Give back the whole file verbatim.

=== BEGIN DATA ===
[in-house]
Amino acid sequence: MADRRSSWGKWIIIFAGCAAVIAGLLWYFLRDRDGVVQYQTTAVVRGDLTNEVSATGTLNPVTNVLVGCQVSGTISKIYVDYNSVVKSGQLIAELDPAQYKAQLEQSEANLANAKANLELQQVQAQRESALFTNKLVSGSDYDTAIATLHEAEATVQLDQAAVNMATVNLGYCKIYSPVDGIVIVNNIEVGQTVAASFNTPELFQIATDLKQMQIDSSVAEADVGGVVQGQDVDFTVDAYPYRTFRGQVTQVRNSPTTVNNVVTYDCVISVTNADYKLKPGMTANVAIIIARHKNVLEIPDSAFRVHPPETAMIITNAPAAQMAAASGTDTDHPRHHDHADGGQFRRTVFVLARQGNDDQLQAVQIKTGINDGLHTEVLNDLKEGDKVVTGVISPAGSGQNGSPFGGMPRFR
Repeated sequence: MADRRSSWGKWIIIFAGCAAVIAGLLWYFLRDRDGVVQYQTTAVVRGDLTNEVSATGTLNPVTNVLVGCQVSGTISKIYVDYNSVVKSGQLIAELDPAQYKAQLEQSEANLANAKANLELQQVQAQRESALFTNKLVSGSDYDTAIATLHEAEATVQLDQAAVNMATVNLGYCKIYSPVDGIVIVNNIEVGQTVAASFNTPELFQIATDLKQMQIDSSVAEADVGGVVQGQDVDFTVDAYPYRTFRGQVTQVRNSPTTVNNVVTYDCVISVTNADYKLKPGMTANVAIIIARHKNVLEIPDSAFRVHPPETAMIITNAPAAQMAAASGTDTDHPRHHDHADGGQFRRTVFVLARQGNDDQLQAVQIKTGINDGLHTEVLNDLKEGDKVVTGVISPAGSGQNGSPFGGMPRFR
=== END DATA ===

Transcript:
[in-house]
Amino acid sequence: MADRRSSWGKWIIIFAGCAAVIAGLLWYFLRDRDGVVQYQTTAVVRGDLTNEVSATGTLNPVTNVLVGCQVSGTISKIYVDYNSVVKSGQLIAELDPAQYKAQLEQSEANLANAKANLELQQVQAQRESALFTNKLVSGSDYDTAIATLHEAEATVQLDQAAVNMATVNLGYCKIYSPVDGIVIVNNIEVGQTVAASFNTPELFQIATDLKQMQIDSSVAEADVGGVVQGQDVDFTVDAYPYRTFRGQVTQVRNSPTTVNNVVTYDCVISVTNADYKLKPGMTANVAIIIARHKNVLEIPDSAFRVHPPETAMIITNAPAAQMAAASGTDTDHPRHHDHADGGQFRRTVFVLARQGNDDQLQAVQIKTGINDGLHTEVLNDLKEGDKVVTGVISPAGSGQNGSPFGGMPRFR
Repeated sequence: MADRRSSWGKWIIIFAGCAAVIAGLLWYFLRDRDGVVQYQTTAVVRGDLTNEVSATGTLNPVTNVLVGCQVSGTISKIYVDYNSVVKSGQLIAELDPAQYKAQLEQSEANLANAKANLELQQVQAQRESALFTNKLVSGSDYDTAIATLHEAEATVQLDQAAVNMATVNLGYCKIYSPVDGIVIVNNIEVGQTVAASFNTPELFQIATDLKQMQIDSSVAEADVGGVVQGQDVDFTVDAYPYRTFRGQVTQVRNSPTTVNNVVTYDCVISVTNADYKLKPGMTANVAIIIARHKNVLEIPDSAFRVHPPETAMIITNAPAAQMAAASGTDTDHPRHHDHADGGQFRRTVFVLARQGNDDQLQAVQIKTGINDGLHTEVLNDLKEGDKVVTGVISPAGSGQNGSPFGGMPRFR